At 8 o’clock sharp, the group met outside Starbucks looking formal, if slightly crunkled (an iron was nowhere to be found). We were to visit the Australian High Commission, and had been instructed to dress formally. Most were wearing a suit and tie, I was wearing a black dress, trying my best to not stand out as the only person who was capable of passing on mitochondrial DNA. By the time we got off the MRT near the High Commission, I was longing for a coffee. A few of us split from the group, leaving them at the Brunetti cafe, which was asking an arm and a leg for a coffee. Instead, we headed to one of the ubiquitous Starbucks, which I despise while in Melbourne, but is often a good option here. The walk from there to the High Commission was hellish wearing stockings in the heat, but I couldn’t complain too much, as the suits looked worse.
We waited in the cool relief of the lobby after having presented our bags and our passports for inspection to security. We were greeted by Third Secretary Jennifer Burdick and Austrade Commissioner Tracy Harris. Unfortunately, Deputy High Commissioner Julie Heckscher was ill, so she was unable to speak to us.
We were given an explanation of the Singaporean political system, which as I said in a previous post, is a Westminster type system. They have an interesting variation in which there are two types of constituencies; single member and group representation constituencies. Group representation constituencies require a team of candidates from a party, and have ethnic minority quotas. There are 87 MPs in total, of which 9 are special interest group MPs, and non-constituency MPs from the opposition. These two groups are unable to vote on parliamentary matters. Currently 80 of the 87 seats are held by the government, the People’s Action Party (PAP), who have been in power since 1959.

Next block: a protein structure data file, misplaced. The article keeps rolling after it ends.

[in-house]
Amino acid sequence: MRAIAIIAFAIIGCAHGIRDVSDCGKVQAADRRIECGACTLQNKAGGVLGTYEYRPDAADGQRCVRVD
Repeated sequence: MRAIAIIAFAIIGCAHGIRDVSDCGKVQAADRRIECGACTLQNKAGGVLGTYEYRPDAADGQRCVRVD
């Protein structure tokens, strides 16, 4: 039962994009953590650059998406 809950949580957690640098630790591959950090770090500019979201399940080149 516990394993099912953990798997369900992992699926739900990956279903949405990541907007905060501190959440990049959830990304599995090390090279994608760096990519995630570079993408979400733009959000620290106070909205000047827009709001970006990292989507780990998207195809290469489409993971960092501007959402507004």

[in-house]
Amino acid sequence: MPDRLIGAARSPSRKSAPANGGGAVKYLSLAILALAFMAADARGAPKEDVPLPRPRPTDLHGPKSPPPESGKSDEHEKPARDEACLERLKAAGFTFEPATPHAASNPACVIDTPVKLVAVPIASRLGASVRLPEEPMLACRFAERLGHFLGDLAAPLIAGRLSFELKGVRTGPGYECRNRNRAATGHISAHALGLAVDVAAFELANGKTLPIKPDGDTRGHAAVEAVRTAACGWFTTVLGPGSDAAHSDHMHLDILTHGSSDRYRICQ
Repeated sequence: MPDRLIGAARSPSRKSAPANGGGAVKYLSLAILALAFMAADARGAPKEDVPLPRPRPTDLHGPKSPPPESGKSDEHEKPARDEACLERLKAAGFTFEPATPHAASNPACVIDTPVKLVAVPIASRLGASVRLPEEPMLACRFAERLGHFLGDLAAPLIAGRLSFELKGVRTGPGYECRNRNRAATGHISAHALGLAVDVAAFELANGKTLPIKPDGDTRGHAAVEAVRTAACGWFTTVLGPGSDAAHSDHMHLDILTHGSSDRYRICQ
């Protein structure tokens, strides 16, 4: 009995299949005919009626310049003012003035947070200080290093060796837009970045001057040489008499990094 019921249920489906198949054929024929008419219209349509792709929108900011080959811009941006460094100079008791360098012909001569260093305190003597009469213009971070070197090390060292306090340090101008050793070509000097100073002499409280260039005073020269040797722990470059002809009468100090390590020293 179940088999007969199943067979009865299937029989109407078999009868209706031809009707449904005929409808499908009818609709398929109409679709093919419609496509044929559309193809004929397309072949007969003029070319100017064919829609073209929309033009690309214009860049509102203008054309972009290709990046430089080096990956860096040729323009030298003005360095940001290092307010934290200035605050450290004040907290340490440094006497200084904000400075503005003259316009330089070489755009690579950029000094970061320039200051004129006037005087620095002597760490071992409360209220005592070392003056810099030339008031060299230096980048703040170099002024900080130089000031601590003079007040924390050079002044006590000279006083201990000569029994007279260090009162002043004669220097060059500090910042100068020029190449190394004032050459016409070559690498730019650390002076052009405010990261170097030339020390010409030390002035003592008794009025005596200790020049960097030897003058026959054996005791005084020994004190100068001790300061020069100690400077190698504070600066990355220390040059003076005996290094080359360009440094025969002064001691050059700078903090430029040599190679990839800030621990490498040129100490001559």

Ms Burdick and Ms Harris also gave an overview of Australia and Singapore’s relationship, both past and current. I had not known they are our fourth biggest trading partner, impressive for such a tiny country (approximately 5 million). Education in Australia of many Singaporeans appears to create a strong relationship between the two countries. The military relationship in particular appears very strong, I’m not sure how I feel about this. Interestingly, the number of Singaporeans coming to Australia for education appears to have dropped over recent years, but I didn’t get a chance to ask why.
After leaving (faster than I would have liked due to having more questions) we returned to Utown for lunch, then proceeded to the Institute for Materials Research and Engineering (IMRE). We were finally getting to see some science! Dr Sean O’Shea and Dr Evan Williams gave us a presentation about the research of IMRE and the Materials Center of Innovation (MCOI), and their place in the Agency for Science, Technology and Research (A*STAR), a similar government organisation to CSIRO in Australia. MCOI was created to assist collaboration between small and medium enterprise (SME) and academic research.
We were given a tour through some of IMRE’s laboratories, including an optics lab which was involved in Fluorescent Lifetime Image Microscopy, which may be used for dynamic cell imaging. Pretty interesting, I am very much looking forward to hearing more about the research going on here in Singapore.